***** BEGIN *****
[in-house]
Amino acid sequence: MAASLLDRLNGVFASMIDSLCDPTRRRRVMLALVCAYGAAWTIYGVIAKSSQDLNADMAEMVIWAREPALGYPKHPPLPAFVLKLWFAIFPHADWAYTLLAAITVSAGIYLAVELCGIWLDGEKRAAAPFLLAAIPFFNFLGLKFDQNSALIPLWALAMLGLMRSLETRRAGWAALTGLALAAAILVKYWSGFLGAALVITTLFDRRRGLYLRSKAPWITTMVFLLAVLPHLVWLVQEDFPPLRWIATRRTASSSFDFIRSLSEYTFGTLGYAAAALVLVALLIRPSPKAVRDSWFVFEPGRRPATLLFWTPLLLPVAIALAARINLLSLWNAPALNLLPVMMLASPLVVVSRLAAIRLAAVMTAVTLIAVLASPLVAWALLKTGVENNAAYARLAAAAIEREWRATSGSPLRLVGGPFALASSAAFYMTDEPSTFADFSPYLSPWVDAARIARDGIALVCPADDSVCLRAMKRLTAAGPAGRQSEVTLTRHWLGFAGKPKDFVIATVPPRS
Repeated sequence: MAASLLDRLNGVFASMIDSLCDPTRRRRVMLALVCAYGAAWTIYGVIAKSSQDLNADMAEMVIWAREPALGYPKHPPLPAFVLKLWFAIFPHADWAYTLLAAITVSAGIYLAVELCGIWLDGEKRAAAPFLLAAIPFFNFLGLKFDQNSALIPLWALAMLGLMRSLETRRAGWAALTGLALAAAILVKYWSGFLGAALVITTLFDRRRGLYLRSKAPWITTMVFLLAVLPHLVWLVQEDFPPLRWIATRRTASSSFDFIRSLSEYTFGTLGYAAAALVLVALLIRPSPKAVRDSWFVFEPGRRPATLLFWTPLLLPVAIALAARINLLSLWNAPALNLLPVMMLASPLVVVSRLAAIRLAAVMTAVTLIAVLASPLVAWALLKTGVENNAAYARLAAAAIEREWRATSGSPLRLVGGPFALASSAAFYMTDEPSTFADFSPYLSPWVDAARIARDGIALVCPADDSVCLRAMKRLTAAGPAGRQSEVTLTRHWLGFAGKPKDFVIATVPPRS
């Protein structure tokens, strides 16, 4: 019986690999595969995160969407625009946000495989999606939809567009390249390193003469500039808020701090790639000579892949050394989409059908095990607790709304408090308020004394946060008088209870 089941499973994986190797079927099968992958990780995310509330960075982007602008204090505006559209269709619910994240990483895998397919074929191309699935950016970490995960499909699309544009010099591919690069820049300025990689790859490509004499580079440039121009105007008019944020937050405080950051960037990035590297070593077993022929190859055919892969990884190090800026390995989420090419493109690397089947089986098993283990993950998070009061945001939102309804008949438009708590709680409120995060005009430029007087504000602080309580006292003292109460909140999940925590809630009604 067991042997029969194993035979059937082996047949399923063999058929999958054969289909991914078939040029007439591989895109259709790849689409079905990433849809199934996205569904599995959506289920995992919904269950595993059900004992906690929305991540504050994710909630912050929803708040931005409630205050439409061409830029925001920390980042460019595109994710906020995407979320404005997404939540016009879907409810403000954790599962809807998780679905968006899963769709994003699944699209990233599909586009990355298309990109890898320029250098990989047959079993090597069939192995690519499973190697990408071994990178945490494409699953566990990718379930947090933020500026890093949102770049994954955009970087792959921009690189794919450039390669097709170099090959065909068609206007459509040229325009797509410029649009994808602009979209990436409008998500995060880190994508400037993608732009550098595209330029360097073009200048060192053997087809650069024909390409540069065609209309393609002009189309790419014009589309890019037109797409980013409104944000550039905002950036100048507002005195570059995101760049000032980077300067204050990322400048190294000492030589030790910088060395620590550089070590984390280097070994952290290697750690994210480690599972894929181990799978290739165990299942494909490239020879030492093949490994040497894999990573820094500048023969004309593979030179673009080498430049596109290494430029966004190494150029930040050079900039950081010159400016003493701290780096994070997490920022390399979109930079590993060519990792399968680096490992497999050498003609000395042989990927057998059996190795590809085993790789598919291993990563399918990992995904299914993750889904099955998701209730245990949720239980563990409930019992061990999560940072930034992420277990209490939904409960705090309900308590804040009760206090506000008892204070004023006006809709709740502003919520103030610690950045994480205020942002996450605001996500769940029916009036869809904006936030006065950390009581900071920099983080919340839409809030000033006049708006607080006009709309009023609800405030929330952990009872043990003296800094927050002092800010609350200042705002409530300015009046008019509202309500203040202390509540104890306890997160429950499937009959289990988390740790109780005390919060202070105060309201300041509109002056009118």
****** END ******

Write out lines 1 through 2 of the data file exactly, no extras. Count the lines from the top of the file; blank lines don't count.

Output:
[in-house]
Amino acid sequence: MAASLLDRLNGVFASMIDSLCDPTRRRRVMLALVCAYGAAWTIYGVIAKSSQDLNADMAEMVIWAREPALGYPKHPPLPAFVLKLWFAIFPHADWAYTLLAAITVSAGIYLAVELCGIWLDGEKRAAAPFLLAAIPFFNFLGLKFDQNSALIPLWALAMLGLMRSLETRRAGWAALTGLALAAAILVKYWSGFLGAALVITTLFDRRRGLYLRSKAPWITTMVFLLAVLPHLVWLVQEDFPPLRWIATRRTASSSFDFIRSLSEYTFGTLGYAAAALVLVALLIRPSPKAVRDSWFVFEPGRRPATLLFWTPLLLPVAIALAARINLLSLWNAPALNLLPVMMLASPLVVVSRLAAIRLAAVMTAVTLIAVLASPLVAWALLKTGVENNAAYARLAAAAIEREWRATSGSPLRLVGGPFALASSAAFYMTDEPSTFADFSPYLSPWVDAARIARDGIALVCPADDSVCLRAMKRLTAAGPAGRQSEVTLTRHWLGFAGKPKDFVIATVPPRS